I'm lucky! I get to preview the patterns in each issue of Knitty well in advance. When I find instructions that might give a knitter pause or a technique that would be fun to explore in depth, I put on my teacher hat and see what we can learn together.
As the Techniques Columnist at Knitty, I will continue the worldwide knitting community's tradition of sharing knowledge. Follow my lead and try something that might be new to you! Whether you adopt it wholesale, adapt it to your needs, or throw it out, you'll surely gain something by trying.
Knitter, heel thyself.
Socks are miracles in themselves, a three-dimensional wonder created from a single unbroken string. Spring is a great time to jump right in and give sock-knitting a try.
I’d like to talk about the heel flaps in Rectify and Eternal Spring, two sock patterns in this issue of Knitty. Each of these calls for a common heel flap stitch pattern, where the wrong side is purled (except that first slipped stitch so you have a nice place to aim your needle for picking up stitches later), and the right side is worked in a repeating slip one, knit one pattern.
To make the execution of that pattern a little more fun, I’d like to share one of my favorite parlor tricks I learned at the Nordic Knitting Conference hosted by the Nordic Heritage Museum in Seattle’s Ballard neighborhood. Annemor Sundbø taught us this nifty little maneuver. Take a look.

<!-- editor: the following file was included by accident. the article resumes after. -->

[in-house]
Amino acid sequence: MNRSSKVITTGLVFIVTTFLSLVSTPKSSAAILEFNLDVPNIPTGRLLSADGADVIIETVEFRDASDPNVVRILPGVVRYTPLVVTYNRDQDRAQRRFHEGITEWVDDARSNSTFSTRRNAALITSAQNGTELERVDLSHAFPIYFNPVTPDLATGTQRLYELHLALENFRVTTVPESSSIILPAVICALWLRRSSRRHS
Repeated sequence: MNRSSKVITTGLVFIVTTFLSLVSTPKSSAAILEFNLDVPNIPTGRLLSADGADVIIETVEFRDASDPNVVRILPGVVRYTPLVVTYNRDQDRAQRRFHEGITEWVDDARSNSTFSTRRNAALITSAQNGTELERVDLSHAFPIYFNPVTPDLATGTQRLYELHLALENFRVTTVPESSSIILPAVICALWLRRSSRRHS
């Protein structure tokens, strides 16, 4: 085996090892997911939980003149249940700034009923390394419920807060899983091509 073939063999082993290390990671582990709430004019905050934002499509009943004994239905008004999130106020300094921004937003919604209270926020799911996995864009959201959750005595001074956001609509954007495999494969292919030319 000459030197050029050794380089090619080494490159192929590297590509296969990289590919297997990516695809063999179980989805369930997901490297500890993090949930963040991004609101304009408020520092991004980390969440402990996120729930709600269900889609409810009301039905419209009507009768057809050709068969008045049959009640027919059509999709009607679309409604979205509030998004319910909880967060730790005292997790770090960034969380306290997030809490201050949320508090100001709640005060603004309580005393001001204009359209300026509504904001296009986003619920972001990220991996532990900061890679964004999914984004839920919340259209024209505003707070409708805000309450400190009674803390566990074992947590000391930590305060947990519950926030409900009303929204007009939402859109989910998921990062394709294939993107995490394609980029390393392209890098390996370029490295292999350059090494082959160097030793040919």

Now in order to follow the pattern, and to keep track of how long you made your flap, here’s another tip. The usual tool, a click-it counter, is of no use to me. I can’t remember whether or not I clicked the darned thing, so I can’t trust it. The same thing goes for making tick marks on paper. I’m better off training myself how to read my knitting. Here’s how to read your heel flap.
Lastly, in each of these socks, you can customize the fit over the ankle without disturbing the pattern on the instep. The following video helps you understand how you can be the boss of that part of the instructions and make adaptations to suit your needs. If you have a high instep, make adjustments so the stitches are not strained over your instep. Low instep? You can fix that, too. Watch the clip.
Materials used in this column are pictured above: Addi Click Long Lace Needle Kit and Addi Rocket needles. Yarn is HiKoo CoBaSi DK. All from Skacel Collection, Inc, the kind sponsors of this column.
ABOUT THE AUTHOR
Lorilee knits. She also collects National Park experiences and likes being close to rocks, mosses, and lichens.
Her designs have been published by Vogue and Interweave, and she teaches at national fiber events as well as online at Craftsy and Interweave. Lorilee grew up in Pittsburgh, spent thirty years in west Michigan, and now calls Seattle home.